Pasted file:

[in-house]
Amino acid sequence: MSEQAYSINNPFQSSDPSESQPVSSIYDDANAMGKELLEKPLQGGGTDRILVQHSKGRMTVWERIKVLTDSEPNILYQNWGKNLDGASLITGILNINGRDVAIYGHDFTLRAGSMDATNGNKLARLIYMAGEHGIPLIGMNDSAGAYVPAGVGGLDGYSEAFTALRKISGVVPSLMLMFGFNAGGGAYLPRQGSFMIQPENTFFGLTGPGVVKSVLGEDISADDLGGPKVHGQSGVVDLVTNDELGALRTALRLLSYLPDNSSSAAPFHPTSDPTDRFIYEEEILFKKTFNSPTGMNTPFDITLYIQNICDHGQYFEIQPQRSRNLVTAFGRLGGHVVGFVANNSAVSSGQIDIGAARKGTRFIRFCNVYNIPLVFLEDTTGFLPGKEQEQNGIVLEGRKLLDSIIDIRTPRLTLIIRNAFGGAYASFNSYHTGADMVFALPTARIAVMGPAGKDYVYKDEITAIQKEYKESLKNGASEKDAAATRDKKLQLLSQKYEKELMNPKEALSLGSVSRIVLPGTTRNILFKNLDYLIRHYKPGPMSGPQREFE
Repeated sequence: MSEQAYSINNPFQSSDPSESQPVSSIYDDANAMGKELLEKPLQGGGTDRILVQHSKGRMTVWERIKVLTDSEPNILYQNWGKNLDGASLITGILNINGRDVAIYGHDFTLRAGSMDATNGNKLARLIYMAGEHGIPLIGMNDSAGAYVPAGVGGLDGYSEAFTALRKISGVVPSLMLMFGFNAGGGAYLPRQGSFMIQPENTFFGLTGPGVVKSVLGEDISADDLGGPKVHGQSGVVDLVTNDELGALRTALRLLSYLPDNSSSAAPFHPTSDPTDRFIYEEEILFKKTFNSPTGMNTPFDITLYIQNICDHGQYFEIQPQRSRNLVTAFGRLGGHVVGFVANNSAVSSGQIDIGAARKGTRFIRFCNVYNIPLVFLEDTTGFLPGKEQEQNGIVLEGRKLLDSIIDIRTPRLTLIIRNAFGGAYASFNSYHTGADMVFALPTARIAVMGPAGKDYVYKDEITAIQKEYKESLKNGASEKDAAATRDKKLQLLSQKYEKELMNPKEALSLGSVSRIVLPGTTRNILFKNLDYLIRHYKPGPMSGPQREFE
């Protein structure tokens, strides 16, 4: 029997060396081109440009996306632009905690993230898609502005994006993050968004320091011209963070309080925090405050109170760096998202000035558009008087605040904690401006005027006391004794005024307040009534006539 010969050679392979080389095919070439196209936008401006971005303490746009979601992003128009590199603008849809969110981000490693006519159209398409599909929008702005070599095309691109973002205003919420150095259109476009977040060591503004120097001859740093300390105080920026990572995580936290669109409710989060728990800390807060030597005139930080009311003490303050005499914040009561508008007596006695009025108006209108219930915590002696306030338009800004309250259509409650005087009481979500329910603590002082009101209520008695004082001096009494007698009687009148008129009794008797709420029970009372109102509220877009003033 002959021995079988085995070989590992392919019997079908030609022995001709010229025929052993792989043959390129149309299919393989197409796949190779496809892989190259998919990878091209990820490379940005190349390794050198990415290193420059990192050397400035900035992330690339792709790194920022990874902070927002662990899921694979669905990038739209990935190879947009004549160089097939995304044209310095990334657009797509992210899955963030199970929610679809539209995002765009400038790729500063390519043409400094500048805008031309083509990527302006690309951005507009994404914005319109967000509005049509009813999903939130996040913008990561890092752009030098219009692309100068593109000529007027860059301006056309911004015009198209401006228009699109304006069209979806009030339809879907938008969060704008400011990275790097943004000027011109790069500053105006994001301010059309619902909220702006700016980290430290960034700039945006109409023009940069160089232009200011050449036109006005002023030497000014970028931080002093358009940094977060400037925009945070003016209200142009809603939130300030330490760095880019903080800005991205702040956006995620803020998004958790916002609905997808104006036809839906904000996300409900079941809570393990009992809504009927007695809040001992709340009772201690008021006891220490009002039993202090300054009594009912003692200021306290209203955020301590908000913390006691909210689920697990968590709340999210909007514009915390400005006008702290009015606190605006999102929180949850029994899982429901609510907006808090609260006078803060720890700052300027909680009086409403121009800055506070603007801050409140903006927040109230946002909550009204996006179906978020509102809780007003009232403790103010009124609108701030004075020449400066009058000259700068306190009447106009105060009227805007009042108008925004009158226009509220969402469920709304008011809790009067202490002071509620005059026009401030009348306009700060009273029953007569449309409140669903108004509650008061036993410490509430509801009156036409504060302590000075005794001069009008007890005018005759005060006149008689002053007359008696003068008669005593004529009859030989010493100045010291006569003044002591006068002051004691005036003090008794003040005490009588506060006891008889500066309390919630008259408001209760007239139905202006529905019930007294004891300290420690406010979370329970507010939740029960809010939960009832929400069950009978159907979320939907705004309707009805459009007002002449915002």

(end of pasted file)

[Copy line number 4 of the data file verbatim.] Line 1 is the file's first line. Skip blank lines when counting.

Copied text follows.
């Protein structure tokens, strides 16, 4: 029997060396081109440009996306632009905690993230898609502005994006993050968004320091011209963070309080925090405050109170760096998202000035558009008087605040904690401006005027006391004794005024307040009534006539 010969050679392979080389095919070439196209936008401006971005303490746009979601992003128009590199603008849809969110981000490693006519159209398409599909929008702005070599095309691109973002205003919420150095259109476009977040060591503004120097001859740093300390105080920026990572995580936290669109409710989060728990800390807060030597005139930080009311003490303050005499914040009561508008007596006695009025108006209108219930915590002696306030338009800004309250259509409650005087009481979500329910603590002082009101209520008695004082001096009494007698009687009148008129009794008797709420029970009372109102509220877009003033 002959021995079988085995070989590992392919019997079908030609022995001709010229025929052993792989043959390129149309299919393989197409796949190779496809892989190259998919990878091209990820490379940005190349390794050198990415290193420059990192050397400035900035992330690339792709790194920022990874902070927002662990899921694979669905990038739209990935190879947009004549160089097939995304044209310095990334657009797509992210899955963030199970929610679809539209995002765009400038790729500063390519043409400094500048805008031309083509990527302006690309951005507009994404914005319109967000509005049509009813999903939130996040913008990561890092752009030098219009692309100068593109000529007027860059301006056309911004015009198209401006228009699109304006069209979806009030339809879907938008969060704008400011990275790097943004000027011109790069500053105006994001301010059309619902909220702006700016980290430290960034700039945006109409023009940069160089232009200011050449036109006005002023030497000014970028931080002093358009940094977060400037925009945070003016209200142009809603939130300030330490760095880019903080800005991205702040956006995620803020998004958790916002609905997808104006036809839906904000996300409900079941809570393990009992809504009927007695809040001992709340009772201690008021006891220490009002039993202090300054009594009912003692200021306290209203955020301590908000913390006691909210689920697990968590709340999210909007514009915390400005006008702290009015606190605006999102929180949850029994899982429901609510907006808090609260006078803060720890700052300027909680009086409403121009800055506070603007801050409140903006927040109230946002909550009204996006179906978020509102809780007003009232403790103010009124609108701030004075020449400066009058000259700068306190009447106009105060009227805007009042108008925004009158226009509220969402469920709304008011809790009067202490002071509620005059026009401030009348306009700060009273029953007569449309409140669903108004509650008061036993410490509430509801009156036409504060302590000075005794001069009008007890005018005759005060006149008689002053007359008696003068008669005593004529009859030989010493100045010291006569003044002591006068002051004691005036003090008794003040005490009588506060006891008889500066309390919630008259408001209760007239139905202006529905019930007294004891300290420690406010979370329970507010939740029960809010939960009832929400069950009978159907979320939907705004309707009805459009007002002449915002």